At my old job, I knew someone by the name of Takahashi (last name).
Sometimes I'd see their name spelled 高橋 and sometimes 髙橋.
Why was 高 sometimes used and why was 髙 sometimes used?
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The short answer is that 髙, or 「はしごたか」, is an alternate form of 高, and as such some people might use it. It does not represent a new/old character relationship (新字体・旧字体), however 髙 could have been a hand-written form.
Apparently, though, this character is a little special, and it seems as though you're not technically allowed to use it in names. This article put out on the website of 三省堂, a prominent Japanese dictionary publishing company, comments on the character's history. It seems that 髙 was originally proposed as a form to consolidate and make consistent the characters used in printing type (活字字体). There was, however, a concurrent movement to reduce the stroke order and complexity of characters in the 当用漢字, the precursor to 常用漢字, and the change was scrapped. There were various revisions and updates to the naming standards, but the new printed version "髙" was continually left out (despite continued attempts to use it).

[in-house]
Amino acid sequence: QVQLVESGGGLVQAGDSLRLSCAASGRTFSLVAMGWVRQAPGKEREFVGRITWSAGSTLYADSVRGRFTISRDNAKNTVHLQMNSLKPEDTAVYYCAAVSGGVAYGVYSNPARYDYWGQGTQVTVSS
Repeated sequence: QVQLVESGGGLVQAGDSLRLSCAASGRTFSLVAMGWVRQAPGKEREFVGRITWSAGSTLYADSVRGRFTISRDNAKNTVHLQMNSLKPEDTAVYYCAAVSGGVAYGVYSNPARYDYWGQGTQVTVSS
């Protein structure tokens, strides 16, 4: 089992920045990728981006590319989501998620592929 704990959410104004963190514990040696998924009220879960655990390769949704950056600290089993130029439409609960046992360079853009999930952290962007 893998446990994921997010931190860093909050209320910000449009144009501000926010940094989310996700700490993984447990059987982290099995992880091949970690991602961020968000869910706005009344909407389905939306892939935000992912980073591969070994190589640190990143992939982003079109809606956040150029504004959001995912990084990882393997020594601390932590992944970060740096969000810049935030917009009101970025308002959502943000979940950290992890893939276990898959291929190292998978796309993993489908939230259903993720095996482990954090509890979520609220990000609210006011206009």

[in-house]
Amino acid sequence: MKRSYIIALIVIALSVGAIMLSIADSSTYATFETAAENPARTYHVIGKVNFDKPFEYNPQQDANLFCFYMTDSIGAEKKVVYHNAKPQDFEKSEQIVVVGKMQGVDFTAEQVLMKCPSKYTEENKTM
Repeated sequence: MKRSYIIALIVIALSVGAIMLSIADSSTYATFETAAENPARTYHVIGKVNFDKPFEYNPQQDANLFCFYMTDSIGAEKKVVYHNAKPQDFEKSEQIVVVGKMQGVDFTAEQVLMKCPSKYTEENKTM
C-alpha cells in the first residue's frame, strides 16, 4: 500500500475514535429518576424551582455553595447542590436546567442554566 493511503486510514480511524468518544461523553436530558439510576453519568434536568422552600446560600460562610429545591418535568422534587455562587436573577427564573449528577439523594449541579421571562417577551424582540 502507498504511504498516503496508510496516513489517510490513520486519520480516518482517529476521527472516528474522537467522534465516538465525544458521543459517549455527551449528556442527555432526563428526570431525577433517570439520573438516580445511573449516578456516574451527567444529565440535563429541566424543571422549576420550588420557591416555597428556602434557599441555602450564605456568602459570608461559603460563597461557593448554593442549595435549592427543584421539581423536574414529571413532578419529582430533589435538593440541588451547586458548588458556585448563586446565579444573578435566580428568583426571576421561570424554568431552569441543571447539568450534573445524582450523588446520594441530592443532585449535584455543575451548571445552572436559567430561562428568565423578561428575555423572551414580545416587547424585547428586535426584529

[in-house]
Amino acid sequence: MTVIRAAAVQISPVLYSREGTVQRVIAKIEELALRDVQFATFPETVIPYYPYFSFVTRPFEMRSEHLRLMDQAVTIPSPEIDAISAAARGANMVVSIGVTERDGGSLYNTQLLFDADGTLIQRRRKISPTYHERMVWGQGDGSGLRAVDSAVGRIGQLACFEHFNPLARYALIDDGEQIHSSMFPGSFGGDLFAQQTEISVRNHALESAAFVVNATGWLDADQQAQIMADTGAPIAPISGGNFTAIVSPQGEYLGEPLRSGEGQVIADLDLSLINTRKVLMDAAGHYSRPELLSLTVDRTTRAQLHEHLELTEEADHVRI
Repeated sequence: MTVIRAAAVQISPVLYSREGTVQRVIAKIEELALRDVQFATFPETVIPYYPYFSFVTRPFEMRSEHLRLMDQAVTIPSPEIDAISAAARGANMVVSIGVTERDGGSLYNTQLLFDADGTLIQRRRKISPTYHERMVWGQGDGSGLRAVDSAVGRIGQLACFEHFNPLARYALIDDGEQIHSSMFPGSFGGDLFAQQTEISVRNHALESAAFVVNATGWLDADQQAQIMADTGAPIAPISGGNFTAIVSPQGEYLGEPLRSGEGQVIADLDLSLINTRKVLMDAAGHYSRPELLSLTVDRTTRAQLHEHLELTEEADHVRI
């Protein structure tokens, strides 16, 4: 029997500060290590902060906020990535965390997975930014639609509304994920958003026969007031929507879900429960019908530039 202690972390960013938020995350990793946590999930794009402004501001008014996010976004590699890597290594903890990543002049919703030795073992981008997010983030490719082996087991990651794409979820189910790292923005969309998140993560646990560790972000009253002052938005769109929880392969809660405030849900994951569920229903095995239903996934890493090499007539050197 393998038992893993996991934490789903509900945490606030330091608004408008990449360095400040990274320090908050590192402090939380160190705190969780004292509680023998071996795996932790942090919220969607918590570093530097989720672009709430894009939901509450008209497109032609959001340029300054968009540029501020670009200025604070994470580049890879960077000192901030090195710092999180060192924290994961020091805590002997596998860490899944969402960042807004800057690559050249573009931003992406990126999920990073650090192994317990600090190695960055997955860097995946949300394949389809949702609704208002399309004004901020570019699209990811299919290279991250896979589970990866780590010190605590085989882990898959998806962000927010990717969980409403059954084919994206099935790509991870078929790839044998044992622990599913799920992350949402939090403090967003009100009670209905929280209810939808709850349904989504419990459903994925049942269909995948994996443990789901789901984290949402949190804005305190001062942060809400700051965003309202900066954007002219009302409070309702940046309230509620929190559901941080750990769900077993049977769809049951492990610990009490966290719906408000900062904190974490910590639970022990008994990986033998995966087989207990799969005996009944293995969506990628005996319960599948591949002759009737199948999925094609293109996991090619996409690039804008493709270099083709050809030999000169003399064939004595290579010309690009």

Other places say that the 髙 form existed as a hand-written form, and that now that 高 is standardized, 髙 is relegated to the status of "俗字."
So with your previous colleague, my guess is that they wanted to use 髙, or maybe that it was in the past or something. It's hard to type now as well, which would make it even more likely for someone to use 高 instead.
If my understanding is correct, then this person's name is officially registered with 高 instead. The alternate form does not appear on the 人名用漢字表 either in the standard kanji or in the approved alternate forms.